Position: Outfielder Height: 6-3 Weight: 195
Born: 8/10/1982 Bats: Right Throws: Right
Frazier was the Tigers 3rd round choice in the 2004 draft, marking the third time in three years Detroit selected a polished collegiate player in the 3rd round (Granderson – 2002 and Giarratano – 2003). After capping a very impressive college career with a .382/.457/.657 line during his senior campaign, Frazier took his act to Oneonta of the New York-Penn League, where he promptly started driving the ball all over the yard. Through 20 games, Jeff had posted a .304/.387/.430 line, in a league dominated by pitching. Frazier was just establishing himself as a player to watch in the Tigers system, when an inside pitch broke a bone in his arm, cutting his professional debut short. A promotion to West Michigan in 2006 challenged Jeff with his first taste of full-season ball. Jeff started off slow, but through the season's final 87 games, he posted a .313/.371/.504 line to help push the Whitecaps towards the playoffs.
Frazier has a long, lean body that appears all arms and legs. A lanky, well conditioned athlete, Frazier has exceptional coordination and surprising strength. Jeff uses a short, compact swing to spray line drives to all fields, with occasional homerun power. With added strength, and improved technique, Frazier could add loft, subsequently driving the ball out of the park with more regularity. Jeff has average speed and good instincts and puts them towards an overall average defensive rating. Along with his solid defensive skills, Frazier has a strong, accurate arm that could get better with added strength. Jeff's older brother Charles is a prospect in the Florida system, and his younger brother, Todd, is expected to follow the same path heading into the 2007 draft. An overall solid package, Frazier profiles as a fourth outfielder with some pop, although he has the potential to develop into an average left-fielder.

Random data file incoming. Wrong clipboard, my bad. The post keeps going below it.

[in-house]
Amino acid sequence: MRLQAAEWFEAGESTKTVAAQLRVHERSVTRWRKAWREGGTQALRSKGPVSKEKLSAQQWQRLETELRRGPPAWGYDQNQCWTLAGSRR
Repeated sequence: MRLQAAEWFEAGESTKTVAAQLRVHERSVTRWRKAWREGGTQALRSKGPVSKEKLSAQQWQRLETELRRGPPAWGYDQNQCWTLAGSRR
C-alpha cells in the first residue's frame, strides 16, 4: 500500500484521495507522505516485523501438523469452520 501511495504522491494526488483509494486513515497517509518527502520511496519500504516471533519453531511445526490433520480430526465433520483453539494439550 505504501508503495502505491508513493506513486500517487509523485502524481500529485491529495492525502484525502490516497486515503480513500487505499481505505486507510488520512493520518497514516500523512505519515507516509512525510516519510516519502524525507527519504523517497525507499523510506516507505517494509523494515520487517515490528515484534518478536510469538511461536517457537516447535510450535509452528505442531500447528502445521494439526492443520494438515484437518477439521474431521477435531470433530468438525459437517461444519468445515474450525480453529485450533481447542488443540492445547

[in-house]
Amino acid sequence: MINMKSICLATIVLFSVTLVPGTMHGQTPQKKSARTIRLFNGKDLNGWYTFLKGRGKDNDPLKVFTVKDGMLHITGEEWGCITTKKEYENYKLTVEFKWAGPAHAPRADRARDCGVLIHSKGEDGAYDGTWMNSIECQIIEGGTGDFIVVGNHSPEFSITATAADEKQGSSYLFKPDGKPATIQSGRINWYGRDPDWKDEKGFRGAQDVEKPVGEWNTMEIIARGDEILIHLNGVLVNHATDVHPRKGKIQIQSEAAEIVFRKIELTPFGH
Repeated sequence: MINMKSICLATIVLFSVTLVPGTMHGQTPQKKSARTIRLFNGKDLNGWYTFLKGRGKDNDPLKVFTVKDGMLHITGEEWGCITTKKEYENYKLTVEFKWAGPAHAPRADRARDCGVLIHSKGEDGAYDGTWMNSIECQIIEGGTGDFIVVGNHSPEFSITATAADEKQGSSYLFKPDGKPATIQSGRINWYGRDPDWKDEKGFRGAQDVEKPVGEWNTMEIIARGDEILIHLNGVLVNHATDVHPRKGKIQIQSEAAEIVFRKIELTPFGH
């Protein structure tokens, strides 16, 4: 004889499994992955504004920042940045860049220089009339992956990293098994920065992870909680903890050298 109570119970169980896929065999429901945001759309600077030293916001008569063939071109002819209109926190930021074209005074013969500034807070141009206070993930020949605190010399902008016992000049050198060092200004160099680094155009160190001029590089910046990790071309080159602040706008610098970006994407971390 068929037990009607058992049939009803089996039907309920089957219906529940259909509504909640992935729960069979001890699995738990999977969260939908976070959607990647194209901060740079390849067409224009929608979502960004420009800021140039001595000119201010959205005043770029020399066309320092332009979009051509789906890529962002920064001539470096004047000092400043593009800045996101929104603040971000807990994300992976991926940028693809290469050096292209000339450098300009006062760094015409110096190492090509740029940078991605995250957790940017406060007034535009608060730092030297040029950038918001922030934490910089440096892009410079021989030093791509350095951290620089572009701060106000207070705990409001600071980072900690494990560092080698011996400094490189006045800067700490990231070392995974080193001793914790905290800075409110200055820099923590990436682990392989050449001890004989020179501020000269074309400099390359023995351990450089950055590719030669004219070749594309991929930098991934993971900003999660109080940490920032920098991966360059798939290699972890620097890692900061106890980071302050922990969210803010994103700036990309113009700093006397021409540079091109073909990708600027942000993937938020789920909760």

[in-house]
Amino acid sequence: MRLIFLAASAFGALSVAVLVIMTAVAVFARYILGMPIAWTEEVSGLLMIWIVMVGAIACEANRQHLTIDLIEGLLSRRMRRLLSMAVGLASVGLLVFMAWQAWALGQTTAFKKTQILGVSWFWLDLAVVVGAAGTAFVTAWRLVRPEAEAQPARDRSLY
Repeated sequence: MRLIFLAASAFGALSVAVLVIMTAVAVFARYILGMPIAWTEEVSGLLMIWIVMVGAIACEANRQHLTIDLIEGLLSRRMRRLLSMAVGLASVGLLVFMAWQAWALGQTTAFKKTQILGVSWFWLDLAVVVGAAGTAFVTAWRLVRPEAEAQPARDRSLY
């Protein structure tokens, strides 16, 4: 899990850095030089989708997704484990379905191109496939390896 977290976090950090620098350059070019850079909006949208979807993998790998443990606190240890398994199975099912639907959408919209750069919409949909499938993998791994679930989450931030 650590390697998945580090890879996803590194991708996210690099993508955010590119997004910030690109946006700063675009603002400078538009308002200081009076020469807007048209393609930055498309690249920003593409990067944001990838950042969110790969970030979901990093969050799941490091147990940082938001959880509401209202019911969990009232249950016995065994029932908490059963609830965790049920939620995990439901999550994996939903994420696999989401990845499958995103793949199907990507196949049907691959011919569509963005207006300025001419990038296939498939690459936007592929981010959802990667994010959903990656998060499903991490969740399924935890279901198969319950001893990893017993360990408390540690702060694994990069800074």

Performance Level Team AB AVG 2B HR RBI SO BB OBP% SLG% A
An errant fastball cost Frazier a good portion of his rookie campaign after breaking a bone in his forearm. Jeff showed no lingering effects from the injury during the 2005 season, and it should be on no concern moving forward.
Frazier will jump to the slightly more friendly confines of Joker Marchant Stadium in Lakeland for the 2006 season. Look for Frazier to take the next step in his development, avoiding the early season slump that plagued him in 2005. If that is the case, Frazier has a good chance to see Erie at some point this season. The only significant outfield prospect ahead of him in the organizational ladder is Brent Clevlen, and they could be teaming up with each other on the corners before the end of the season. Frazier is likely two full seasons away from seeing any time in Detroit, and he must develop more power to be a significant contributor at the Major League level.
Mark Anderson covers the Tigers' minor league system and all of minor league baseball for TigsTown.com. He can be reached at Mark@TigsTown.com.